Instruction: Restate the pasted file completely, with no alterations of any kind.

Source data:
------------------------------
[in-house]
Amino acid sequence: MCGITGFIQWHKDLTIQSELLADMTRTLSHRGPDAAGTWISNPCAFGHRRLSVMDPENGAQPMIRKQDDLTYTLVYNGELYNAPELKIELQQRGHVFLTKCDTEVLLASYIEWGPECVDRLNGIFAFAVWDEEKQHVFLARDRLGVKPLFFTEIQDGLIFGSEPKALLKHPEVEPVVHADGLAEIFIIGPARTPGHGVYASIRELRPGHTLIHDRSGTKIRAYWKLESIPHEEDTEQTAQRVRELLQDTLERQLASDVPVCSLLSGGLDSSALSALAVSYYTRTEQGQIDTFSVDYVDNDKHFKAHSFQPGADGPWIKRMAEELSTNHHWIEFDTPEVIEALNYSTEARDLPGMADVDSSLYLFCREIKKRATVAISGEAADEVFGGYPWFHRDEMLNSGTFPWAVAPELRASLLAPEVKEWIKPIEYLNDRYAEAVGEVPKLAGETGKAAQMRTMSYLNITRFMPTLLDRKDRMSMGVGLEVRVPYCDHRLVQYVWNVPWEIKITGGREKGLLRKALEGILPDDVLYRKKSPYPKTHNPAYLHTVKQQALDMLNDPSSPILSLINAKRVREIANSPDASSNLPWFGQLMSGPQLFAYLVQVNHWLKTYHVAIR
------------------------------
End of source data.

[in-house]
Amino acid sequence: MCGITGFIQWHKDLTIQSELLADMTRTLSHRGPDAAGTWISNPCAFGHRRLSVMDPENGAQPMIRKQDDLTYTLVYNGELYNAPELKIELQQRGHVFLTKCDTEVLLASYIEWGPECVDRLNGIFAFAVWDEEKQHVFLARDRLGVKPLFFTEIQDGLIFGSEPKALLKHPEVEPVVHADGLAEIFIIGPARTPGHGVYASIRELRPGHTLIHDRSGTKIRAYWKLESIPHEEDTEQTAQRVRELLQDTLERQLASDVPVCSLLSGGLDSSALSALAVSYYTRTEQGQIDTFSVDYVDNDKHFKAHSFQPGADGPWIKRMAEELSTNHHWIEFDTPEVIEALNYSTEARDLPGMADVDSSLYLFCREIKKRATVAISGEAADEVFGGYPWFHRDEMLNSGTFPWAVAPELRASLLAPEVKEWIKPIEYLNDRYAEAVGEVPKLAGETGKAAQMRTMSYLNITRFMPTLLDRKDRMSMGVGLEVRVPYCDHRLVQYVWNVPWEIKITGGREKGLLRKALEGILPDDVLYRKKSPYPKTHNPAYLHTVKQQALDMLNDPSSPILSLINAKRVREIANSPDASSNLPWFGQLMSGPQLFAYLVQVNHWLKTYHVAIR